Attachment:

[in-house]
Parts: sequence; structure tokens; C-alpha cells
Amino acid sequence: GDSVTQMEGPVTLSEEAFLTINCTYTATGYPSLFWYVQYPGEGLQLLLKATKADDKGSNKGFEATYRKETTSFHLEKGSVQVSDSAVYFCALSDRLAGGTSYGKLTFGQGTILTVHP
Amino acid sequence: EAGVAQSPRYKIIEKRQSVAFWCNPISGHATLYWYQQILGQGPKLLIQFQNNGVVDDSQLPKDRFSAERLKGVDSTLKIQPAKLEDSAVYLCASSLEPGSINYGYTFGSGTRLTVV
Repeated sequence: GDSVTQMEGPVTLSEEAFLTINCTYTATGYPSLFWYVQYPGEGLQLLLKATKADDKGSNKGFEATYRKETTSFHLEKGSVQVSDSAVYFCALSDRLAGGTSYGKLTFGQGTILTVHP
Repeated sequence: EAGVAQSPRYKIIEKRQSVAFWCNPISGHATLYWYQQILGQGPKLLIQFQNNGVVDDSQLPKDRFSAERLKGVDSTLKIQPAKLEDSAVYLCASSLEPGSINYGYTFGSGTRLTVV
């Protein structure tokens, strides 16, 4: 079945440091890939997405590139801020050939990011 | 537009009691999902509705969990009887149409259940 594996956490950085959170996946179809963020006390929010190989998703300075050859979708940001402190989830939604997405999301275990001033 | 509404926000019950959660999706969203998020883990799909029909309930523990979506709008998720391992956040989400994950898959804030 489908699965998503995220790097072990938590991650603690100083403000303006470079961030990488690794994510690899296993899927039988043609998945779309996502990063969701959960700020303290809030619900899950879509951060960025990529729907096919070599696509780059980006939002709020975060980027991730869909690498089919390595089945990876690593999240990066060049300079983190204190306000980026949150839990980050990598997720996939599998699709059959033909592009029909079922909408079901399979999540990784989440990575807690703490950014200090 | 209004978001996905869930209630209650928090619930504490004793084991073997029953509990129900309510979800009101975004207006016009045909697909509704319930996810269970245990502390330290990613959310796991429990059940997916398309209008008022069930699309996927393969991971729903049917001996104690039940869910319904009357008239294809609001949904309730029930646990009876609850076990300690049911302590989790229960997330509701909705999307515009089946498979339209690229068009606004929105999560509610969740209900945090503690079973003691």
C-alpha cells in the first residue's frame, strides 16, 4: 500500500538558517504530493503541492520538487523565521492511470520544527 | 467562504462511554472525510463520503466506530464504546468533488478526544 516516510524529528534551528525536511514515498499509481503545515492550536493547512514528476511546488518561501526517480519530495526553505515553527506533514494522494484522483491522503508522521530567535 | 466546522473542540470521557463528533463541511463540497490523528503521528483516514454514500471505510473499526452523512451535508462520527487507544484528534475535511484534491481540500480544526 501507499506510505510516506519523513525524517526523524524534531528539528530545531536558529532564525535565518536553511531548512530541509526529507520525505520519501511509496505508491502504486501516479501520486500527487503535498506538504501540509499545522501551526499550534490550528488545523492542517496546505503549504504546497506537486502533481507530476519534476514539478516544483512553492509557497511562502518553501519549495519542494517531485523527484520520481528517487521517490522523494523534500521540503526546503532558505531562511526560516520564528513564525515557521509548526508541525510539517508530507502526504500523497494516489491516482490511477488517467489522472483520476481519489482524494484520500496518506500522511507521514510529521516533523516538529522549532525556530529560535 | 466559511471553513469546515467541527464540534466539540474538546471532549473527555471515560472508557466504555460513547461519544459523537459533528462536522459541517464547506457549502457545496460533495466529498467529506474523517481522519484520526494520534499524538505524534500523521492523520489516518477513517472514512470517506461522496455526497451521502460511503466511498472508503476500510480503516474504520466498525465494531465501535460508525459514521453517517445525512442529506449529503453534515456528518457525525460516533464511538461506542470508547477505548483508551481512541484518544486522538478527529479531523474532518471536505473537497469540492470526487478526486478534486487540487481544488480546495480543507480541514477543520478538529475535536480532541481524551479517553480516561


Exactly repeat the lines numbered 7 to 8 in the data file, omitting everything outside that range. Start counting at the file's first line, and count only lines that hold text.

């Protein structure tokens, strides 16, 4: 079945440091890939997405590139801020050939990011 | 537009009691999902509705969990009887149409259940 594996956490950085959170996946179809963020006390929010190989998703300075050859979708940001402190989830939604997405999301275990001033 | 509404926000019950959660999706969203998020883990799909029909309930523990979506709008998720391992956040989400994950898959804030 489908699965998503995220790097072990938590991650603690100083403000303006470079961030990488690794994510690899296993899927039988043609998945779309996502990063969701959960700020303290809030619900899950879509951060960025990529729907096919070599696509780059980006939002709020975060980027991730869909690498089919390595089945990876690593999240990066060049300079983190204190306000980026949150839990980050990598997720996939599998699709059959033909592009029909079922909408079901399979999540990784989440990575807690703490950014200090 | 209004978001996905869930209630209650928090619930504490004793084991073997029953509990129900309510979800009101975004207006016009045909697909509704319930996810269970245990502390330290990613959310796991429990059940997916398309209008008022069930699309996927393969991971729903049917001996104690039940869910319904009357008239294809609001949904309730029930646990009876609850076990300690049911302590989790229960997330509701909705999307515009089946498979339209690229068009606004929105999560509610969740209900945090503690079973003691």
C-alpha cells in the first residue's frame, strides 16, 4: 500500500538558517504530493503541492520538487523565521492511470520544527 | 467562504462511554472525510463520503466506530464504546468533488478526544 516516510524529528534551528525536511514515498499509481503545515492550536493547512514528476511546488518561501526517480519530495526553505515553527506533514494522494484522483491522503508522521530567535 | 466546522473542540470521557463528533463541511463540497490523528503521528483516514454514500471505510473499526452523512451535508462520527487507544484528534475535511484534491481540500480544526 501507499506510505510516506519523513525524517526523524524534531528539528530545531536558529532564525535565518536553511531548512530541509526529507520525505520519501511509496505508491502504486501516479501520486500527487503535498506538504501540509499545522501551526499550534490550528488545523492542517496546505503549504504546497506537486502533481507530476519534476514539478516544483512553492509557497511562502518553501519549495519542494517531485523527484520520481528517487521517490522523494523534500521540503526546503532558505531562511526560516520564528513564525515557521509548526508541525510539517508530507502526504500523497494516489491516482490511477488517467489522472483520476481519489482524494484520500496518506500522511507521514510529521516533523516538529522549532525556530529560535 | 466559511471553513469546515467541527464540534466539540474538546471532549473527555471515560472508557466504555460513547461519544459523537459533528462536522459541517464547506457549502457545496460533495466529498467529506474523517481522519484520526494520534499524538505524534500523521492523520489516518477513517472514512470517506461522496455526497451521502460511503466511498472508503476500510480503516474504520466498525465494531465501535460508525459514521453517517445525512442529506449529503453534515456528518457525525460516533464511538461506542470508547477505548483508551481512541484518544486522538478527529479531523474532518471536505473537497469540492470526487478526486478534486487540487481544488480546495480543507480541514477543520478538529475535536480532541481524551479517553480516561